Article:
The SQL Server query optimizer uses statistics to create good query plans. When your statistics get out of date, the optimizer can make very bad choices about how to run queries.
Inserting or updating lots of rows can easily cause statistics to get out of date, because there will be new and different data in the table(s) that the original statistics didn't consider.
SQL Server will update statistics automatically when you hit certain thresholds, see Statistics - AUTO_UPDATE_STATISTICS Option.
However, if you have that option turned off, or if you're just not hitting the threshold, or if the sampling rate for the automatic stats update isn't good enough, then you'll have this problem.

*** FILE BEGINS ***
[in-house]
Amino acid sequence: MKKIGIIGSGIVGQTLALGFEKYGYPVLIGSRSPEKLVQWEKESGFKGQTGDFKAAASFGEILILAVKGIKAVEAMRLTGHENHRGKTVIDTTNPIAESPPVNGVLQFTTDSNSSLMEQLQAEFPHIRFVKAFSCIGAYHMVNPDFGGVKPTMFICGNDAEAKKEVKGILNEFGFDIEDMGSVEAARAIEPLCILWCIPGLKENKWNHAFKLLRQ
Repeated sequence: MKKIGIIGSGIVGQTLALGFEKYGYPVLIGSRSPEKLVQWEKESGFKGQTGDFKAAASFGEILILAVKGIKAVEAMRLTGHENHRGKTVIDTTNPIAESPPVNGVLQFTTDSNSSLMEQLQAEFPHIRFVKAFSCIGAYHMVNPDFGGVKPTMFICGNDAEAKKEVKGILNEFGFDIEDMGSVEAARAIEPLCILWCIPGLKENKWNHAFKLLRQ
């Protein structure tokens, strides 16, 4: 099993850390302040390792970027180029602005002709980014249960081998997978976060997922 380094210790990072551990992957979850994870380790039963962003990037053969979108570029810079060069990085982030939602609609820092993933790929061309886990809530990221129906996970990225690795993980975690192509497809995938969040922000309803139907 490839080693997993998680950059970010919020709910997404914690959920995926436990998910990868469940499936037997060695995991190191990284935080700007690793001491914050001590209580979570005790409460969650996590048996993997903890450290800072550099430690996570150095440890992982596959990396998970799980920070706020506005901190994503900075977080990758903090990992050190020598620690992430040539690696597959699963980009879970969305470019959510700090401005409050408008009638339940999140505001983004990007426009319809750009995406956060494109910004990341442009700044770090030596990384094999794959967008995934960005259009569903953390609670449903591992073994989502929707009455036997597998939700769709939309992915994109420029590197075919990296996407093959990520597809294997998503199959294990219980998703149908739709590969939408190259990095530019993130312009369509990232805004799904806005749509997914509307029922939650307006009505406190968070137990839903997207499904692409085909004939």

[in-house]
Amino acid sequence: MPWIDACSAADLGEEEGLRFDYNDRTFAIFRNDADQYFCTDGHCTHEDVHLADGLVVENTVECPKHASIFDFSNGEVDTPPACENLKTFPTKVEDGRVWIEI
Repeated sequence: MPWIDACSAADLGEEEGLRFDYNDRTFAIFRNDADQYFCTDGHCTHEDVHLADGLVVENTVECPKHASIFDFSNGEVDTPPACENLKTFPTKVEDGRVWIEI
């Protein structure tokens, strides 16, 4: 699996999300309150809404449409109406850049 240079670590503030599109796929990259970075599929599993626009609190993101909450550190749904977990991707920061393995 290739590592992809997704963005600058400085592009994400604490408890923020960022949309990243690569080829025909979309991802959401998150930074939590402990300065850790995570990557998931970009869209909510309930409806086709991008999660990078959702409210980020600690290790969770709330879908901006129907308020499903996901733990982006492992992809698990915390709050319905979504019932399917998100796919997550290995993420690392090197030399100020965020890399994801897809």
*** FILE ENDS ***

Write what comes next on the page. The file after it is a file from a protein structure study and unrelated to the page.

One solution is to enhance whatever process does all of these inserts to manually update stats (as you mentioned in your post).
If you're on a new enough version (SQL Server 2016 SP1 CU4 or SQL server 2017 CU1), you could also set the
PERSIST_SAMPLE_PERCENT option to make sure that future auto stats updates use a high enough sampling rate for your needs. See here for more information on that: Enhancement: New keyword is added to CREATE and UPDATE STATISTICS statements to persist sampling rate for future statistics updates in SQL Server